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Photoshop for Beginners: Essential Training

Lesson 16 of 49

The History Palette – Undoing Things

Mark Wallace

Photoshop for Beginners: Essential Training

Mark Wallace

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Lesson Info

16. The History Palette – Undoing Things
Sometimes mistakes are made, or you change your mind. The History Palette allows you to undo things, take a snapshot so you can go back in time, or selectively undo things.


Class Trailer

Class Introduction


Introducing Photoshop


The Class Materials


How To Open Files


Using The Home Screen


Exploring The Interface


Getting Additional Help


Understanding Workspaces


Lesson Info

The History Palette – Undoing Things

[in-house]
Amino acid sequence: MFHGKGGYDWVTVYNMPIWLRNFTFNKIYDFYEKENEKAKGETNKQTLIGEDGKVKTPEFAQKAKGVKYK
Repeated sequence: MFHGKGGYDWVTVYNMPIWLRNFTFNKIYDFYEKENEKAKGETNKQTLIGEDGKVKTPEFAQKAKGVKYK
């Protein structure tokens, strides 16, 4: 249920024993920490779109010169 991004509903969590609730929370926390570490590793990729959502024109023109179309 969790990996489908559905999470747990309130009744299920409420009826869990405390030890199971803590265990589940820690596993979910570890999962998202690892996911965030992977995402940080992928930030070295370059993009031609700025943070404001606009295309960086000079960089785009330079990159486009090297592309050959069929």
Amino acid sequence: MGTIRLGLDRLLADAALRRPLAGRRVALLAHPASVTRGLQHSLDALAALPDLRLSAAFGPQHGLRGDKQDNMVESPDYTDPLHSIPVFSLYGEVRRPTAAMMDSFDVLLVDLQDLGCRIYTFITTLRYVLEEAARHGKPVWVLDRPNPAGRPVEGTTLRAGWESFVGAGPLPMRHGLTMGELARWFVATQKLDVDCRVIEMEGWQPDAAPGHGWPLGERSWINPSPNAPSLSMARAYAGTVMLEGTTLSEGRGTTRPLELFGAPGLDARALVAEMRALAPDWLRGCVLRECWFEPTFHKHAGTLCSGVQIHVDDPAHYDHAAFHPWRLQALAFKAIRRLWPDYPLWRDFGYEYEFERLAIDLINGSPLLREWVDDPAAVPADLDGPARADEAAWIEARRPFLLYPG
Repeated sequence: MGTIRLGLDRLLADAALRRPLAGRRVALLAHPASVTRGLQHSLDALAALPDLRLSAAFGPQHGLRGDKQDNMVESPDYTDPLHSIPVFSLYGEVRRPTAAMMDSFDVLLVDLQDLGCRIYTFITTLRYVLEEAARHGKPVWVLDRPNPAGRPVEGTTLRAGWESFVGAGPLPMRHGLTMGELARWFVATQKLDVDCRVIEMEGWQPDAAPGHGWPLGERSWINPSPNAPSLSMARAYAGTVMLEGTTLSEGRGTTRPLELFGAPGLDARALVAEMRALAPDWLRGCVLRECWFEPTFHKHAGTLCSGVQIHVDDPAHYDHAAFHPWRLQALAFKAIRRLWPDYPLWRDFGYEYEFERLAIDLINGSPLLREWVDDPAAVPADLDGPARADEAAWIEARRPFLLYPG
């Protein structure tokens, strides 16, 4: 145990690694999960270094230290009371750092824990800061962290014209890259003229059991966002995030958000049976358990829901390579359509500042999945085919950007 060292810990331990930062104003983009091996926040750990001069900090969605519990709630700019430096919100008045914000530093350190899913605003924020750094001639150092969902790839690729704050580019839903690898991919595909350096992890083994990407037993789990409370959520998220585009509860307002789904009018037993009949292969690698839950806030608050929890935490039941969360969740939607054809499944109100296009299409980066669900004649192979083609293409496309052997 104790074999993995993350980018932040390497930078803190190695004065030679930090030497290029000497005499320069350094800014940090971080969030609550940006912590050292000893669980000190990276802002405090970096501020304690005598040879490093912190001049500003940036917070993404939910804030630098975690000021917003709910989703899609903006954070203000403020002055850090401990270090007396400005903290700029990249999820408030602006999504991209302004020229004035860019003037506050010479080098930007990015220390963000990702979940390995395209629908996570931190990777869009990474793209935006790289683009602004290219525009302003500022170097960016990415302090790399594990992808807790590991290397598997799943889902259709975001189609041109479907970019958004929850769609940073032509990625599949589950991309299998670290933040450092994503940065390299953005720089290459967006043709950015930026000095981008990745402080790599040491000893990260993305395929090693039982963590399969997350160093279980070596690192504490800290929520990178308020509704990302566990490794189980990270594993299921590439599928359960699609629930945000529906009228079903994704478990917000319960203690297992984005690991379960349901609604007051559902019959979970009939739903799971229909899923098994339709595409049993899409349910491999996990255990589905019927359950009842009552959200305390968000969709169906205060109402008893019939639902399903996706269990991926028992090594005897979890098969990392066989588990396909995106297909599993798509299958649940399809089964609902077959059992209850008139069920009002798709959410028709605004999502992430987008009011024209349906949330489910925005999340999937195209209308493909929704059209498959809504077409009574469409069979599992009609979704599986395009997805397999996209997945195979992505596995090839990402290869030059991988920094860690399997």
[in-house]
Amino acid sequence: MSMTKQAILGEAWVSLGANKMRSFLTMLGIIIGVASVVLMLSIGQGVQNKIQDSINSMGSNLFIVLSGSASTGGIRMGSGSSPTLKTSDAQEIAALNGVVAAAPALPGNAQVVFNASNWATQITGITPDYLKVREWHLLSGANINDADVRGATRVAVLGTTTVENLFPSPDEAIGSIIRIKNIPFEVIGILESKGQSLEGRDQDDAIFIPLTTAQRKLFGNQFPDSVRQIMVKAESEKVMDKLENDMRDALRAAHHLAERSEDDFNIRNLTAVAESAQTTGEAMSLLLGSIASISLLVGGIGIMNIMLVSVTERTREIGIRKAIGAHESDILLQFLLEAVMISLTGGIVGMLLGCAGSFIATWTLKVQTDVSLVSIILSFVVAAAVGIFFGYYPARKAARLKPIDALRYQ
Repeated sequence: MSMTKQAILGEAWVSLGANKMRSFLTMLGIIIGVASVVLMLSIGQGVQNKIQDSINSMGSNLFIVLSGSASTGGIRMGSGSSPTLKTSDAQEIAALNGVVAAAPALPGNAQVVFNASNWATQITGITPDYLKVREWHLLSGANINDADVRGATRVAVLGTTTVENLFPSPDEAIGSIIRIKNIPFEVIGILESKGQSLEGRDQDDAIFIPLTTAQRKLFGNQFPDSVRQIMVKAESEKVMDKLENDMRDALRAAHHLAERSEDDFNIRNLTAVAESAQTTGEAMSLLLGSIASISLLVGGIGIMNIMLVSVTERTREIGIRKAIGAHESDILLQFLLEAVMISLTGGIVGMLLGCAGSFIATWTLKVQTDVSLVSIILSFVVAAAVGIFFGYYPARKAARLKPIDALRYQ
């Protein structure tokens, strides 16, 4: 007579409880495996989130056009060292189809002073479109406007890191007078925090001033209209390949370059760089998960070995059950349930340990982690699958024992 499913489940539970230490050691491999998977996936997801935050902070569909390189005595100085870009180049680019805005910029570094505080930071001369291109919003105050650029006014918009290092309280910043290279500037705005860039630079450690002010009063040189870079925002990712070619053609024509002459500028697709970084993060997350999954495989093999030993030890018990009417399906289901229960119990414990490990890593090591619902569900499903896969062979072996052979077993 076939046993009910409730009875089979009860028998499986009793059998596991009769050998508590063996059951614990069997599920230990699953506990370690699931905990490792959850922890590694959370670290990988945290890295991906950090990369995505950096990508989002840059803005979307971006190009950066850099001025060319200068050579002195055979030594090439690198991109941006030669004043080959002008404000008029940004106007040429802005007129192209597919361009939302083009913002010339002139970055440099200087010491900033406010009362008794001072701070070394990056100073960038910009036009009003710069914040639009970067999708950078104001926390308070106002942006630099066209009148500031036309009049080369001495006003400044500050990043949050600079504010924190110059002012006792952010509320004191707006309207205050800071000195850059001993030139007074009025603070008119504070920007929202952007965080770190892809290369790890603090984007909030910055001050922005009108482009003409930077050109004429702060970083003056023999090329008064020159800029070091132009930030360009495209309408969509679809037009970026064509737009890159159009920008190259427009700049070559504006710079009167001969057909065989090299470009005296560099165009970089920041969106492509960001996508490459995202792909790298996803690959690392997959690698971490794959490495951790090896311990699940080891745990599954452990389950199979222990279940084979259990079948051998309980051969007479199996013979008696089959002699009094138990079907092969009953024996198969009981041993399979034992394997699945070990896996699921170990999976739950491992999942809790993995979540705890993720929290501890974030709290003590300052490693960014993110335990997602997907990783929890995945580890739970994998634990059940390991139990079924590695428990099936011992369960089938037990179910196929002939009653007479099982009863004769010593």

one of the most important things in Photoshop is knowing how to undo your mistakes. Luckily Photoshop has the history palette that is made specifically for that. And also you can say, you know what, save this spot. So if you're working on something, you think you're in a pretty good place. But you want to tweak it a little bit. You can always say, hey stop right here, do all your tweets and if you don't like it, you can go back in time. It's the history palette. So let's go in here and look at exactly how this works. So the history palette is next to our navigator here and it's this little thing right here that if you click it, you can see all the different things that have done. So this is that same caradon means that we just did and you can see all the different steps that I have taken and so you can see that if I go back one by clicking it. So you can see that the beans are on top of Karen. If I click this, you can see that oh that's before I placed the beans on the subject or right...